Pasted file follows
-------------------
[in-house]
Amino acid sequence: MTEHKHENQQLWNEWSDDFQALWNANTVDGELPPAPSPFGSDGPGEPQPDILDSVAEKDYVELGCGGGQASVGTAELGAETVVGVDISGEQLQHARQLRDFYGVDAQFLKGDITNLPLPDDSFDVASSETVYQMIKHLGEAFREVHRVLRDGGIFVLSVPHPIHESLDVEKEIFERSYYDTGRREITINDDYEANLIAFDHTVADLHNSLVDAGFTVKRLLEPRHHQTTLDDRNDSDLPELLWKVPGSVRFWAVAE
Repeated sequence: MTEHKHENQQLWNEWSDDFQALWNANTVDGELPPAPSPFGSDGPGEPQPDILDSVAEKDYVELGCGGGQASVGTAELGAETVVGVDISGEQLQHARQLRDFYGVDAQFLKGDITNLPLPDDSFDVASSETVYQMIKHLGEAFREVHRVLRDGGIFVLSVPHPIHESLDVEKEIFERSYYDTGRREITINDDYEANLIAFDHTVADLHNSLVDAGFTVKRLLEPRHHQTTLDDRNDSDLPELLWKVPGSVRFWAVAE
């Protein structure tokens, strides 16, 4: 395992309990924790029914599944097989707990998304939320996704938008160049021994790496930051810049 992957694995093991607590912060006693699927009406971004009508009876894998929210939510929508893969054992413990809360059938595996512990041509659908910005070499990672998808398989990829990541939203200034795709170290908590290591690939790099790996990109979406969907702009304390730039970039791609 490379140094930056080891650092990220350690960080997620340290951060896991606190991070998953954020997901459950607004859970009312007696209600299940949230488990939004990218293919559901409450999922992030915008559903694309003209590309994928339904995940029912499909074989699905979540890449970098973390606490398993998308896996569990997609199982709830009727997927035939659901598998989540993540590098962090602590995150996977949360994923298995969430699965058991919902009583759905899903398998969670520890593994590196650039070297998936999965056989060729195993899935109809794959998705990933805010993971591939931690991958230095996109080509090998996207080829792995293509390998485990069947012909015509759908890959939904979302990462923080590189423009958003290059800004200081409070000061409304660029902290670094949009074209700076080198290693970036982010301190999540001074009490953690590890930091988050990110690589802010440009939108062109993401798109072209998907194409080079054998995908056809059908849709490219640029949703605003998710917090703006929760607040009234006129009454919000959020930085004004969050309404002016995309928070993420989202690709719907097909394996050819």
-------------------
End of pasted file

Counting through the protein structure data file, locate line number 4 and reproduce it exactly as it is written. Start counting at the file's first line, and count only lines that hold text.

């Protein structure tokens, strides 16, 4: 395992309990924790029914599944097989707990998304939320996704938008160049021994790496930051810049 992957694995093991607590912060006693699927009406971004009508009876894998929210939510929508893969054992413990809360059938595996512990041509659908910005070499990672998808398989990829990541939203200034795709170290908590290591690939790099790996990109979406969907702009304390730039970039791609 490379140094930056080891650092990220350690960080997620340290951060896991606190991070998953954020997901459950607004859970009312007696209600299940949230488990939004990218293919559901409450999922992030915008559903694309003209590309994928339904995940029912499909074989699905979540890449970098973390606490398993998308896996569990997609199982709830009727997927035939659901598998989540993540590098962090602590995150996977949360994923298995969430699965058991919902009583759905899903398998969670520890593994590196650039070297998936999965056989060729195993899935109809794959998705990933805010993971591939931690991958230095996109080509090998996207080829792995293509390998485990069947012909015509759908890959939904979302990462923080590189423009958003290059800004200081409070000061409304660029902290670094949009074209700076080198290693970036982010301190999540001074009490953690590890930091988050990110690589802010440009939108062109993401798109072209998907194409080079054998995908056809059908849709490219640029949703605003998710917090703006929760607040009234006129009454919000959020930085004004969050309404002016995309928070993420989202690709719907097909394996050819």